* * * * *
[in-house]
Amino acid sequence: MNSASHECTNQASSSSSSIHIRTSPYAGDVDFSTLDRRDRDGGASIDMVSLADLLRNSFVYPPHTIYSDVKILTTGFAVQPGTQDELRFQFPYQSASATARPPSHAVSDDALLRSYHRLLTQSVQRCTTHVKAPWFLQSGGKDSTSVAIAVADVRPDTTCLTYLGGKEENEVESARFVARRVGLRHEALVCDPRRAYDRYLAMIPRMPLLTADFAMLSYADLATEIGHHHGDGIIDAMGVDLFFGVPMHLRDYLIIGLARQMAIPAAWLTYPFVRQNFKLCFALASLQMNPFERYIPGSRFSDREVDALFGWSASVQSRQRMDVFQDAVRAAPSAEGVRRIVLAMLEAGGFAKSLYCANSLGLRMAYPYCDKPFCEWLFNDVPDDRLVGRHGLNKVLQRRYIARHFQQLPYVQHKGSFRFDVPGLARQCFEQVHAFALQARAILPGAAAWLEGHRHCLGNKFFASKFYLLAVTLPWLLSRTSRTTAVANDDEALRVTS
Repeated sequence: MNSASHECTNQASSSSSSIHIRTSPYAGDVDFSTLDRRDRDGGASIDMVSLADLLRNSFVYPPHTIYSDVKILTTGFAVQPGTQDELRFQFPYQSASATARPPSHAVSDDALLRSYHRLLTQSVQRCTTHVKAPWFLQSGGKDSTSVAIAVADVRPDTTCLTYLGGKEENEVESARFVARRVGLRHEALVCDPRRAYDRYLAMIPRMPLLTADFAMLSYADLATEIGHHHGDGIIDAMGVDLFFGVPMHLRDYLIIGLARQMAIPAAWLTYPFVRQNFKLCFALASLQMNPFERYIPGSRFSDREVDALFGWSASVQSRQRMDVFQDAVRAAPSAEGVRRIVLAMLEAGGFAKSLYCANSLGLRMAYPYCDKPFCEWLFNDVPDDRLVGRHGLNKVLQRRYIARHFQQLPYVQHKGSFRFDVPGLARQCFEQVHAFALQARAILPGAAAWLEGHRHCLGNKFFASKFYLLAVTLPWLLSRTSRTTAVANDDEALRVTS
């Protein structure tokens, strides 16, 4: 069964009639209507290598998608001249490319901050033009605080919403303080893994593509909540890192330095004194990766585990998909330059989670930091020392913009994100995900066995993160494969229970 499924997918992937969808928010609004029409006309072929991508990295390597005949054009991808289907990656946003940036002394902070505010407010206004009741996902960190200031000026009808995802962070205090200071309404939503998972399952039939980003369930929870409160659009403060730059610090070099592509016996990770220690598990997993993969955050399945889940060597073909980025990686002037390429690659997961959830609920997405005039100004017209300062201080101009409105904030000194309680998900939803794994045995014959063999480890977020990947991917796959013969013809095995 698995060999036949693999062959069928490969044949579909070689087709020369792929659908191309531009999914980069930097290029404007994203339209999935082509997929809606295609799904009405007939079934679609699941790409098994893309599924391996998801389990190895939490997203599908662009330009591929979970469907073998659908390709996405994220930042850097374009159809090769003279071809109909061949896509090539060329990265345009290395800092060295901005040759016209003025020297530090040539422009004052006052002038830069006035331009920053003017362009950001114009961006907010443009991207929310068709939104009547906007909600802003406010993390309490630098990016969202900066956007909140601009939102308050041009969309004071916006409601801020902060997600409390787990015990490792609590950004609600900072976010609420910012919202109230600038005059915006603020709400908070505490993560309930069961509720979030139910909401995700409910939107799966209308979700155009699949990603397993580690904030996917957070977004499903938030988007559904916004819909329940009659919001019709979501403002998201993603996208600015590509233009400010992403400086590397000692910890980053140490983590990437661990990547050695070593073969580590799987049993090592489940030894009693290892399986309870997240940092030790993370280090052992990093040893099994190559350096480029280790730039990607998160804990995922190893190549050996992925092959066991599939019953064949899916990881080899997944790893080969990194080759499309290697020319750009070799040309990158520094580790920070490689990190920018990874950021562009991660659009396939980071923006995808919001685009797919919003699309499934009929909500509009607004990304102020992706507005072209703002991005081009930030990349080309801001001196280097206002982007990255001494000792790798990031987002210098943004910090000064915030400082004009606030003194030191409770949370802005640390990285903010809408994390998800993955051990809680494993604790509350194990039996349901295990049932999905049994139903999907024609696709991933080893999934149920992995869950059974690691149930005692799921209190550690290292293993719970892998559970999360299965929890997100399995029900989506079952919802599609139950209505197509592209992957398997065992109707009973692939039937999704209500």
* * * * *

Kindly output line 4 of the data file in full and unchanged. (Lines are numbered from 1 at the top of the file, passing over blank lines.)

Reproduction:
């Protein structure tokens, strides 16, 4: 069964009639209507290598998608001249490319901050033009605080919403303080893994593509909540890192330095004194990766585990998909330059989670930091020392913009994100995900066995993160494969229970 499924997918992937969808928010609004029409006309072929991508990295390597005949054009991808289907990656946003940036002394902070505010407010206004009741996902960190200031000026009808995802962070205090200071309404939503998972399952039939980003369930929870409160659009403060730059610090070099592509016996990770220690598990997993993969955050399945889940060597073909980025990686002037390429690659997961959830609920997405005039100004017209300062201080101009409105904030000194309680998900939803794994045995014959063999480890977020990947991917796959013969013809095995 698995060999036949693999062959069928490969044949579909070689087709020369792929659908191309531009999914980069930097290029404007994203339209999935082509997929809606295609799904009405007939079934679609699941790409098994893309599924391996998801389990190895939490997203599908662009330009591929979970469907073998659908390709996405994220930042850097374009159809090769003279071809109909061949896509090539060329990265345009290395800092060295901005040759016209003025020297530090040539422009004052006052002038830069006035331009920053003017362009950001114009961006907010443009991207929310068709939104009547906007909600802003406010993390309490630098990016969202900066956007909140601009939102308050041009969309004071916006409601801020902060997600409390787990015990490792609590950004609600900072976010609420910012919202109230600038005059915006603020709400908070505490993560309930069961509720979030139910909401995700409910939107799966209308979700155009699949990603397993580690904030996917957070977004499903938030988007559904916004819909329940009659919001019709979501403002998201993603996208600015590509233009400010992403400086590397000692910890980053140490983590990437661990990547050695070593073969580590799987049993090592489940030894009693290892399986309870997240940092030790993370280090052992990093040893099994190559350096480029280790730039990607998160804990995922190893190549050996992925092959066991599939019953064949899916990881080899997944790893080969990194080759499309290697020319750009070799040309990158520094580790920070490689990190920018990874950021562009991660659009396939980071923006995808919001685009797919919003699309499934009929909500509009607004990304102020992706507005072209703002991005081009930030990349080309801001001196280097206002982007990255001494000792790798990031987002210098943004910090000064915030400082004009606030003194030191409770949370802005640390990285903010809408994390998800993955051990809680494993604790509350194990039996349901295990049932999905049994139903999907024609696709991933080893999934149920992995869950059974690691149930005692799921209190550690290292293993719970892998559970999360299965929890997100399995029900989506079952919802599609139950209505197509592209992957398997065992109707009973692939039937999704209500």